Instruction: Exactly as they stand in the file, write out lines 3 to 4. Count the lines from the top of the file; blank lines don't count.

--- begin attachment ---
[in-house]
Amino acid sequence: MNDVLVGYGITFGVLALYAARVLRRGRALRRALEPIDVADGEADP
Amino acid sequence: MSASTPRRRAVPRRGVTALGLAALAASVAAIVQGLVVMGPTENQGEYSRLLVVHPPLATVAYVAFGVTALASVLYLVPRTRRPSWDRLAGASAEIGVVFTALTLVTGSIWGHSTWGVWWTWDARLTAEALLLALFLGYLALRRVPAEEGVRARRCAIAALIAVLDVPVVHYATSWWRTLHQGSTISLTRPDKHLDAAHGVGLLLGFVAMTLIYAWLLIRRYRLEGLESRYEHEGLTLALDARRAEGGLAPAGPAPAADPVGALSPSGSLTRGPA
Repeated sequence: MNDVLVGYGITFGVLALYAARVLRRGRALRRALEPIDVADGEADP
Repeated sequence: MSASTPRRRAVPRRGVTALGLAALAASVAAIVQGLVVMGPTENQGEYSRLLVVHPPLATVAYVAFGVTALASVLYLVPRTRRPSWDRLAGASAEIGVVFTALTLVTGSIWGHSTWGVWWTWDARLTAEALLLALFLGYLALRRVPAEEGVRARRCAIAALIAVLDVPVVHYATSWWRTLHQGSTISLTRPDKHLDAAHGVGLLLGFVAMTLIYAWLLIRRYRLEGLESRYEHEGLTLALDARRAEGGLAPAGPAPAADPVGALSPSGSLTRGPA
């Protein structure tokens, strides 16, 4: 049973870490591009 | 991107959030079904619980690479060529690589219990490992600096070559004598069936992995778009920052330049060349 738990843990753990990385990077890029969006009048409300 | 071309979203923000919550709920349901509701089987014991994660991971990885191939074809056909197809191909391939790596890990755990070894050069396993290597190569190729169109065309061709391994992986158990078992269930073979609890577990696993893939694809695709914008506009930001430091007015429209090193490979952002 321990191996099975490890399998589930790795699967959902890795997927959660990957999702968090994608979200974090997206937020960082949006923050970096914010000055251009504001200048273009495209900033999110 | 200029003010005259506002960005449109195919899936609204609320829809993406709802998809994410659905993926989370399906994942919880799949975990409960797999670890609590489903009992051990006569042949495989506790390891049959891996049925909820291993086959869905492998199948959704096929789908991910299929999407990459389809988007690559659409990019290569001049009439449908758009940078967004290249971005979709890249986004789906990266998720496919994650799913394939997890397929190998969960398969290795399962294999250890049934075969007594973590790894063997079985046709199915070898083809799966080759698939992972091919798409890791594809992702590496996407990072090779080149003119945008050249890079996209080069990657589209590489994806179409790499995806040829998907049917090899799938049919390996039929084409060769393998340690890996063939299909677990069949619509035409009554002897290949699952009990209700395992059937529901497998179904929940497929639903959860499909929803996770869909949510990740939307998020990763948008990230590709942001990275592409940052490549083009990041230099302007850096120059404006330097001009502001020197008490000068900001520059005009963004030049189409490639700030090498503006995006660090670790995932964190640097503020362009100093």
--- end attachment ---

Amino acid sequence: MSASTPRRRAVPRRGVTALGLAALAASVAAIVQGLVVMGPTENQGEYSRLLVVHPPLATVAYVAFGVTALASVLYLVPRTRRPSWDRLAGASAEIGVVFTALTLVTGSIWGHSTWGVWWTWDARLTAEALLLALFLGYLALRRVPAEEGVRARRCAIAALIAVLDVPVVHYATSWWRTLHQGSTISLTRPDKHLDAAHGVGLLLGFVAMTLIYAWLLIRRYRLEGLESRYEHEGLTLALDARRAEGGLAPAGPAPAADPVGALSPSGSLTRGPA
Repeated sequence: MNDVLVGYGITFGVLALYAARVLRRGRALRRALEPIDVADGEADP